• Mr. Badger: a firm but considerate animal, Badger embodies the "wise hermit" figure. A friend of Toad's deceased father, he is strict with the immature Toad, yet hopes that his good qualities will prevail through his shortcomings. He lives in a vast underground sett, part of which incorporates the remains of a buried Roman settlement. A fearless and powerful fighter, Badger helps clear the Wild-Wooders from Toad Hall with his large stick.

Supporting characters[edit]

  • Otter and Portly: a good friend of Ratty with a stereotypical "Cockney costermonger" character, Otter is confident, respected and head-strong. Portly is his young son.
  • The weasels, ferrets, and stoats: the story's main antagonists. They plot to take over Toad Hall. Although they are unnamed, the leader is referred to as "Chief Weasel".
  • Pan: a gentle and wise god of the wild who makes a single, anomalous appearance in Chapter 7, "The Piper at the Gates of Dawn", when he helps Portly and looks after him until Ratty and Mole find him.
  • The Gaoler's Daughter: the only major human character, she embodies the youth perspective toward the situation faced by Toad whilst he's incarcerated in prison; a "good, kind, clever girl", she helps Toad escape.
  • The Wayfarer: a vagabond seafaring rat, who also makes a single appearance in Chapter 9, "Wayfarers All". Ratty briefly contemplates accompanying him on his adventures, before Mole convinces him otherwise.
  • Squirrels and rabbits, who are generally good-natured (although rabbits are described as "a mixed lot").
  • Inhabitants of the Wild Wood: weasels, stoats and foxes who are described by Ratty as "All-right in a way but well, you can't really trust them".

Editions[edit]

The Piper at the Gates of Dawn, frontispiece to a 1913 edition by Paul Bransom

The original publication of the book was plain text, with a frontispiece illustrated by Graham Robertson, but many illustrated, comic, and annotated versions have been published over the years. Notable illustrators include Paul Bransom (1913), Nancy Barnhart (1922), Wyndham Payne (1927), Ernest H. Shepard (1931), Arthur Rackham (1940), Richard Cuffari (1966), Tasha Tudor (1966), Michael Hague (1980), Scott McKowen (2005), and Robert Ingpen (2007).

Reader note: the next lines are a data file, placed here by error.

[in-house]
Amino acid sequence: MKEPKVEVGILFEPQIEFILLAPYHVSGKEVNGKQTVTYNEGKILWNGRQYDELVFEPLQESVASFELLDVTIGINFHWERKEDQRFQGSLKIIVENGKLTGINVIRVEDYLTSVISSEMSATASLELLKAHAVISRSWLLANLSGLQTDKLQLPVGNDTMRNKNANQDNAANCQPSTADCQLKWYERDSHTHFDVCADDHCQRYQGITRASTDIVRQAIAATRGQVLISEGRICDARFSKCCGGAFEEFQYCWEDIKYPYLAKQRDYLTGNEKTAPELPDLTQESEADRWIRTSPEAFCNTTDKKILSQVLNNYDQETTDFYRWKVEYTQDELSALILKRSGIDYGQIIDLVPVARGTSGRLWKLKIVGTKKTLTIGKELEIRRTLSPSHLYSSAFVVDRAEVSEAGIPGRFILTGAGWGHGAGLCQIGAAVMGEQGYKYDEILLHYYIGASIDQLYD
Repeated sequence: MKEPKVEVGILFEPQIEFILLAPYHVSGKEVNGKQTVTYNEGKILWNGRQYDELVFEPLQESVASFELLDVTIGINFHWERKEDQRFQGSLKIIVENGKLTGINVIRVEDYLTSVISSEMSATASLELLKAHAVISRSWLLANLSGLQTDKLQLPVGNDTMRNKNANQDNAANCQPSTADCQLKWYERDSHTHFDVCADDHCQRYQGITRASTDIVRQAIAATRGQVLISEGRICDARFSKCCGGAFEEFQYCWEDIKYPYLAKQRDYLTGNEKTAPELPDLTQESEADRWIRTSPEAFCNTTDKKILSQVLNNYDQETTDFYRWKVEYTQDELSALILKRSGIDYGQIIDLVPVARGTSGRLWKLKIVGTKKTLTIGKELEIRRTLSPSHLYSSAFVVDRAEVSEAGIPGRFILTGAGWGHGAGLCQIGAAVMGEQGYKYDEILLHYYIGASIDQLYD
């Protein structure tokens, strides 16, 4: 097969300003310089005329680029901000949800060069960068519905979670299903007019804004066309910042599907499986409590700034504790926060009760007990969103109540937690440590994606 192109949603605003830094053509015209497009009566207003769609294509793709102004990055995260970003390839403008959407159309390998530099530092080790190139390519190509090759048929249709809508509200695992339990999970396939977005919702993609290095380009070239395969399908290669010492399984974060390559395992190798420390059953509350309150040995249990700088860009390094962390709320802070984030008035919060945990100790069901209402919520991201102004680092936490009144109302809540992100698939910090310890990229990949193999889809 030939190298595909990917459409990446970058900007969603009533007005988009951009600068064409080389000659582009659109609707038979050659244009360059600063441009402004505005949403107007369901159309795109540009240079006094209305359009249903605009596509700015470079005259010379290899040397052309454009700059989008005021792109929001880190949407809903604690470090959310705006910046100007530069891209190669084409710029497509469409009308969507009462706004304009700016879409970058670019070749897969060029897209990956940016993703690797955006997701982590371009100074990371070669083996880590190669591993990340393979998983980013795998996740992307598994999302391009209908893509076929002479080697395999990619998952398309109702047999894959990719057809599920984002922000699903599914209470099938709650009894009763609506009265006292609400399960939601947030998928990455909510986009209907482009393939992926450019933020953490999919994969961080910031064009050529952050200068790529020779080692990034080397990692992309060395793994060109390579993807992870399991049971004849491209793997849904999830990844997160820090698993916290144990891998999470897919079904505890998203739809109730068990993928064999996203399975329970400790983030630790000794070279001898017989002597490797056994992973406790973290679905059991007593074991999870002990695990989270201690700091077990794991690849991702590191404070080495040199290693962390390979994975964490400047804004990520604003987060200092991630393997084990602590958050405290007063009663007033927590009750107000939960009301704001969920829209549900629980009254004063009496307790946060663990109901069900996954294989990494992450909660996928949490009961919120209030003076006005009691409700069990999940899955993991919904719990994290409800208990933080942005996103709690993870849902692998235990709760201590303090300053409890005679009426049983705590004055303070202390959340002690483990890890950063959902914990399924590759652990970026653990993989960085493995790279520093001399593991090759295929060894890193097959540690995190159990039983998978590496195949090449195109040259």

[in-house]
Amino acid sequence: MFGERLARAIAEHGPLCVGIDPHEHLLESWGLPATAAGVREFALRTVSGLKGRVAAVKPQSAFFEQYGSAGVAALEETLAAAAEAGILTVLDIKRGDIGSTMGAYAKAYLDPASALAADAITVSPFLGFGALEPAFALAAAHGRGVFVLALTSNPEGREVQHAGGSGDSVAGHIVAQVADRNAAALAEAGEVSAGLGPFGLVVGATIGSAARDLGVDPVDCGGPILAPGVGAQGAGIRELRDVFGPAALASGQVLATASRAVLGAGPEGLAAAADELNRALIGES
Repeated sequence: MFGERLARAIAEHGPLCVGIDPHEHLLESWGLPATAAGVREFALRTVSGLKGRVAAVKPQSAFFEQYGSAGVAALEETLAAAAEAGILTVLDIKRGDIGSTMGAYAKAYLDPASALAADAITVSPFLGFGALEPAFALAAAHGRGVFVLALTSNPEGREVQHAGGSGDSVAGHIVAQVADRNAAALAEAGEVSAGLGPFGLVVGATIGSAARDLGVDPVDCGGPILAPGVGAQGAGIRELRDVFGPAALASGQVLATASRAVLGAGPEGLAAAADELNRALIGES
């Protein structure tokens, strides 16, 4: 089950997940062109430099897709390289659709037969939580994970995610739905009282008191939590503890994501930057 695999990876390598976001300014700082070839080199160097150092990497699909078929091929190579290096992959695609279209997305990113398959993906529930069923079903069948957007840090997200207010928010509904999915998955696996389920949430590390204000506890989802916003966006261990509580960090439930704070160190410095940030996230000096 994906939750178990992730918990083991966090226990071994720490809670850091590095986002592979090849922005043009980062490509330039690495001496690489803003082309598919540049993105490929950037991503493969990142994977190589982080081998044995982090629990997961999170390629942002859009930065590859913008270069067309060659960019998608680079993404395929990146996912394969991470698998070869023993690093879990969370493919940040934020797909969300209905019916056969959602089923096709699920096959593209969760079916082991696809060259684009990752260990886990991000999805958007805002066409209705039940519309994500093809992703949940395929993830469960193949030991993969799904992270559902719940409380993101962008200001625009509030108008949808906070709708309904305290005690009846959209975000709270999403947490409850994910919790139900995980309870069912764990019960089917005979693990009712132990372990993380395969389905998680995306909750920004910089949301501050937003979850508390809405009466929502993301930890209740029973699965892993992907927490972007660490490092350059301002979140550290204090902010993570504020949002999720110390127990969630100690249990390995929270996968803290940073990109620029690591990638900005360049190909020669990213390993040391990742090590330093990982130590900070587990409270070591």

• The most popular illustrations are probably by E. H. Shepard, originally published in 1931, and believed to be authorised as Grahame was pleased with the initial sketches, though he did not live to see the completed work.[4]
  • The Wind in the Willows was the last work illustrated by Arthur Rackham. The book with his illustrations was issued posthumously in a limited edition by the Folio Society with 16 colour plates in 1940 in the US. It was not issued with the Rackham illustrations in the UK until 1950.
  • The Folio Society 2006 edition featured 85 illustrations, 35 in colour, by Charles van Sandwyk. A fancier centenary edition was produced two years later.
  • Michel Plessix created a Wind in the Willows watercolour comic album series, which helped to introduce the stories to France. They have been translated into English by Cinebook Ltd.
  • Patrick Benson re-illustrated the story in 1994 and HarperCollins published it in 1994 together with the William Horwood sequels The Willows in Winter, Toad Triumphant and The Willows and Beyond. It was published in the US in 1995 by St. Martin's Press.
  • Inga Moore's edition, abridged and illustrated by her, is arranged so that a featured line of the text also serves as a caption to a picture.
  • Barnes & Noble Classics featured an introduction by Gardner McFall in 2007. New York, ISBN 978-1-59308-265-9